|Publication number||US2287270 A|
|Publication date||Jun 23, 1942|
|Filing date||Jul 5, 1940|
|Priority date||Jul 5, 1940|
|Publication number||US 2287270 A, US 2287270A, US-A-2287270, US2287270 A, US2287270A|
|Inventors||Partridge Edward G|
|Original Assignee||Goodrich Co B F|
|Export Citation||BiBTeX, EndNote, RefMan|
|Referenced by (16), Classifications (14)|
|External Links: USPTO, USPTO Assignment, Espacenet|
June 23, 1942. r G. PAIR-ranma:V I l 2,287,270
MOLD LUBRIGANT METHOD OF MOI'IDING RUBBER ARTICLES l Filed July 5; 1940 Patented June 23, 1942 MOLD LUBRICAN T AND ltIETHOD OF MOLD- ING RUBBER ARTICLES Edward G. Partridge, Stow, Ohio, assignor to The B. F. Goodrich Company, New York, N. Y., a corporation of New York Application July 5, 1940, Serial No. 344,137
This invention relates to a mold lubricant and to molding processes and especially to a method of molding rubber articles comprising component parts joined together to produce a unitary structure. In a preferred embodiment, the invention relates to a method of making golf ball cores with a, one-piece rubber cover thereon.
'Ihe object of this invention is to provide a method of making rubber articles, and particularly golf ball cores, by semi-vulcanizing component parts of the article in a mold and then assembling the article and completing the vulcanization of the rubber under pressure. As a valuable part of this invention I have provided an improved mold lubricant that has the property, when applied to the mold. of preventing adhesion of the rubber to the mold and, in addition, any of the lubricant that adheres to the rubber is absorbed in the rubber in the subsequent vulcanization of the rubber, thereby prof monium oleate, and a minor proportion of zinc I oxide and is preferably applied in the form of a suspension in water.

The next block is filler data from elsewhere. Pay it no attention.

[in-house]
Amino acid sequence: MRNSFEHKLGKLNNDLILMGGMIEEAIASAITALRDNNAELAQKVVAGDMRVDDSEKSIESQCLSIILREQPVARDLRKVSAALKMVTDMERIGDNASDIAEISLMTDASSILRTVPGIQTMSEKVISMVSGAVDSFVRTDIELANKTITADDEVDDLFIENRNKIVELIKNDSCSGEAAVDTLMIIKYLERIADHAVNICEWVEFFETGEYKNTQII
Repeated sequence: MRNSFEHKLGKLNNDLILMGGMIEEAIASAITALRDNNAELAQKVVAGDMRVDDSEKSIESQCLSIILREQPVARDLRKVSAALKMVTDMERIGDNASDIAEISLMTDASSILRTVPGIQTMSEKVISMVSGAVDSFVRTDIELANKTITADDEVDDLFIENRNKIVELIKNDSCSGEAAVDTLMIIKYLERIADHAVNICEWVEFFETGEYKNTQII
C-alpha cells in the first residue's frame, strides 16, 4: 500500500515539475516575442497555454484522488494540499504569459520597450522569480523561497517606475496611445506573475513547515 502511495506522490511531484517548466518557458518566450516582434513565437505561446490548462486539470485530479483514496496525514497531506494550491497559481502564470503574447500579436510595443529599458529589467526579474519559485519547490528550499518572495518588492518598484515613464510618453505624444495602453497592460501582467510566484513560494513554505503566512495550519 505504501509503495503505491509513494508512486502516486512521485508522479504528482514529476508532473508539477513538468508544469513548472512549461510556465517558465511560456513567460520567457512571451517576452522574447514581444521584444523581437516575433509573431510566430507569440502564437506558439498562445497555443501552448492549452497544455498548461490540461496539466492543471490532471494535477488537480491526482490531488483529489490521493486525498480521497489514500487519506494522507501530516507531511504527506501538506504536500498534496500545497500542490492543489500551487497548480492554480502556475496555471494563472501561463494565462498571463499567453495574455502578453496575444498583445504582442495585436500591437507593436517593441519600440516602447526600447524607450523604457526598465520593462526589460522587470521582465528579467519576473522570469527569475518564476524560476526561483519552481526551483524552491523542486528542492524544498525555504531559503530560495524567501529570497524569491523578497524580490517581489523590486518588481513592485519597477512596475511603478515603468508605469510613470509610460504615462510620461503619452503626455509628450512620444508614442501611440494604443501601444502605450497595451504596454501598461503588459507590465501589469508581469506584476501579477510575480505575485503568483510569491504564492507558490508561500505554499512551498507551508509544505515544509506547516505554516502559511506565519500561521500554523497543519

This invention is particularly useful in making cores for golf balls as the improved mold lubricant will not swell the rubber and, in addition, the lubricant adhering to the rubber is absorbed in the rubber. In the vulcanization of the core cover over the core pellet a unitary cover is obtained with no breaks at the seam. The best core pellet for a golf ball is a viscous liquid and because of this absence of breaks in the seam there is no danger of the liquid portion of the core leaking out into the windings around the core.